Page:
This opinion will be unpublished and

may not be cited except as provided by

Minn. Stat. § 480A.08, subd. 3 (2000).






State of Minnesota,


Jeffrey Douglas Reiter,


Filed March 20, 2001


Crippen, Judge


Hennepin County District Court

File No. 99021507



Mike Hatch, Attorney General, 525 Park Street, Suite 500, St. Paul, MN 55103; and


Amy Klobuchar, Hennepin County Attorney, Gayle C. Hendley, Assistant County Attorney, C-2000 Government Center, Minneapolis, MN 55487 (for respondent)


Douglas W. Thomson, Suite W-1260, 332 Minnesota Street, St. Paul, MN 55101; and


Lisa Lodin Peralta, 205 Commerce at the Crossings, 250 Second Avenue South, Minneapolis, MN 55401 (for appellant)


            Considered and decided by Lansing, Presiding Judge, Crippen, Judge, and Kalitowski, Judge.


U N P U B L I S H E D   O P I N I O N




Following his conviction for false imprisonment and terroristic threats, appellant Jeffrey Reiter challenges the admission of testimony related to his prior abuse of the victim and the exclusion of expert testimony.  Finding no abuse of discretion in the trial court’s evidentiary rulings, we affirm.



            In late 1999, a jury determined appellant’s guilt, and the trial court sentenced him to concurrent, 40-month terms of imprisonment.  The convictions arose out of conduct that took place in February 1999, when appellant was on a date with the mother of his child, fought with her, and threatened to beat her to death.



Rulings on evidentiary matters rest within the sound discretion of the trial court and will not be reversed absent a prejudicial abuse of that discretion.  State v. Bauer, 598 N.W.2d 352, 362 (Minn. 1999).

1.         Domestic-Abuse Evidence

Appellant contends that the trial court abused its discretion because the evidence of his prior attack on the victim was more prejudicial than probative.  Minn. Stat. § 634.20 (2000) provides for admitting evidence of the accused’s prior conduct against the domestic-abuse victim, “unless the probative value is substantially outweighed by the danger of unfair prejudice.”

Normally a determination of whether the probative value outweighs the prejudicial effect would take into account the other evidence presented and the need for that testimony.  See, e.g., State v. Kennedy, 585 N.W.2d 385, 391-92 (Minn. 1998) (noting that Spreigl evidence may be admitted only if the other evidence is weak or inadequate and the trial court should make that assessment after the state has presented all of its non-Spreigl evidence). In this case, the evidence of prior conduct came in with the first witness’s testimony.  Although the statute does not address timing, it does not invite the procedure used by the trial court because the statute requires the court to weigh the probative value of the testimony in the trial proceedings. 

Nevertheless, the circumstances of this case confirm the trial court’s expectations that the evidence would not be unfairly prejudicial, and because appellant’s testimony directly contradicted the evidence against him, the domestic-abuse evidence had significant probative value.  See id. at 390-91 (allowing evidence that the defendant sexually assaulted the victim in a similar manner six months after the charged incident to rebut defendant’s allegation that the victim fabricated the incident). 

The number of cases approving the admission of relationship evidence[1] and the statute in this case, which specifically allows domestic-abuse evidence, disprove appellant’s argument that this type of evidence is so inherently prejudicial as to substantially outweigh its probative value.  Furthermore, the supreme court has “on numerous occasions recognized the inherent value of evidence of past acts of violence committed by the same defendant against the same victim.”  State v. Williams, 593 N.W.2d 227, 236 (Minn.) (citation omitted), cert. denied, 528 U.S. 874, 120 S. Ct. 180 (1999).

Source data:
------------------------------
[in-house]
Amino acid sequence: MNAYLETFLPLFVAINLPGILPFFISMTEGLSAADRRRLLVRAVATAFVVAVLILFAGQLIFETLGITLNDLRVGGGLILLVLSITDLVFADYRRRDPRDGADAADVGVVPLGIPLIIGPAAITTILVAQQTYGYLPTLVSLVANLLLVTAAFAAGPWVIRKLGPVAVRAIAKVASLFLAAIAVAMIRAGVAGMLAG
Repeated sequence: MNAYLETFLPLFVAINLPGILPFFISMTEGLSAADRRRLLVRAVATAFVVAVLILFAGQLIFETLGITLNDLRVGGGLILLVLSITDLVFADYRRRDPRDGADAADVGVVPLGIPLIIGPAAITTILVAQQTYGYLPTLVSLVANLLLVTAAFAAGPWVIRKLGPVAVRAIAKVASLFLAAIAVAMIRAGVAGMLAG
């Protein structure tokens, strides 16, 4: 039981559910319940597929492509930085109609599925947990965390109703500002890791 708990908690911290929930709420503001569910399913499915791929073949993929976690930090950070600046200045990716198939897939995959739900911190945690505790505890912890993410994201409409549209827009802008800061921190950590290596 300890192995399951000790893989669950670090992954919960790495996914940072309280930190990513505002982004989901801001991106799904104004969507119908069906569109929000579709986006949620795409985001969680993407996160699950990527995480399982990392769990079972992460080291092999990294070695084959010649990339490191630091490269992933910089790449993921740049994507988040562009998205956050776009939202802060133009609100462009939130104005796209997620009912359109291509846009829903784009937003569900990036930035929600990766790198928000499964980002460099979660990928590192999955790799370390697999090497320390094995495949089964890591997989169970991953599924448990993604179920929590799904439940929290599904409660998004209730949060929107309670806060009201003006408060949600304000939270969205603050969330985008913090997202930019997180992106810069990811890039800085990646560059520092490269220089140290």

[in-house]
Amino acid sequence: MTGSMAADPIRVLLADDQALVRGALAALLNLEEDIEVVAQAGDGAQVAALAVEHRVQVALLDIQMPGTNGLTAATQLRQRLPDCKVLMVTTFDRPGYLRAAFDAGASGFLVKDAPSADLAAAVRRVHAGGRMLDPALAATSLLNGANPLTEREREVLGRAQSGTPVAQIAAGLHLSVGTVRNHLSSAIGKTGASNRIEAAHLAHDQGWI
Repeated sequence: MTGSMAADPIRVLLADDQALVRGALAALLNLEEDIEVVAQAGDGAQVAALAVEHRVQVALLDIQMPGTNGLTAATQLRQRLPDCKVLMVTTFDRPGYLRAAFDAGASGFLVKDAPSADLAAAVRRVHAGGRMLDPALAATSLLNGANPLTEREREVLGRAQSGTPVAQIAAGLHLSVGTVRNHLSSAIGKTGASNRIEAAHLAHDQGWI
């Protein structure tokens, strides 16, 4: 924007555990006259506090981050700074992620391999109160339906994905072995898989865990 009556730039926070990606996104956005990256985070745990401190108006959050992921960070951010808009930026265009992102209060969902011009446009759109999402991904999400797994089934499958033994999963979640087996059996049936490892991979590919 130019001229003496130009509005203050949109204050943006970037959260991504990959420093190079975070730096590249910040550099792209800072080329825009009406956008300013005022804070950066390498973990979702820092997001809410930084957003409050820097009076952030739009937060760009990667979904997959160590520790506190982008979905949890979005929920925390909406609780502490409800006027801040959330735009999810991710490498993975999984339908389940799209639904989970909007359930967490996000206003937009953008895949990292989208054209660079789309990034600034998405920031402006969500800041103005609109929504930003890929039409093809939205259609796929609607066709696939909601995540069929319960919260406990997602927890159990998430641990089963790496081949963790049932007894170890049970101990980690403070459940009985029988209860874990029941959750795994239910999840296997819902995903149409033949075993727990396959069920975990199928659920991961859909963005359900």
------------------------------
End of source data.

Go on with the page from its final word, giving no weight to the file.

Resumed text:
Appellant also contends he was unduly prejudiced because the trial court gave no cautionary instruction before the evidence came in, giving the instruction only at the conclusion of the case.  Nothing in Minn. Stat. § 634.20 diminishes the importance of cautionary instructions.  See, e.g., State v. Bolte, 530 N.W.2d 191, 197 (Minn. 1995) (“The trial court should give an appropriate cautionary instruction both upon receipt of the other-crime evidence and as part of the final instructions, even if not specifically requested to do so by defense counsel.” (citation omitted)).  Even so, because prejudice is not otherwise evident and appellant did not request a timely cautionary instruction, we find no error in the delay.

2.         Expert testimony

Appellant contends that the trial court abused its discretion by not allowing him to present expert testimony on the effects of alcohol to impeach the victim’s credibility.  The record does not suggest that the jury needed expert testimony to assess the effects of alcohol on the victim’s ability to perceive and remember the events that happened that evening.  See State v. Provost, 490 N.W.2d 93, 103 (Minn. 1992) (“[E]xpert opinion testimony about the general effects of * * * intoxication is ordinarily inadmissible because most jurors have some experience with th[is] condition[].”). 

Also, we find no abuse of discretion because the trial court properly found that appellant failed to establish a proper foundation.  Appellant presented no evidence that showed exactly what quantity of alcohol was consumed by the victim and the record is not clear whether the victim consumed drinks over a two-hour or a four-hour period. 

Thus, the trial court did not abuse its discretion in excluding the evidence.




[1] State v. Walthers, 620 N.W.2d 727, 729 (Minn. App. 2000) (citing cases upholding the admission of relationship evidence).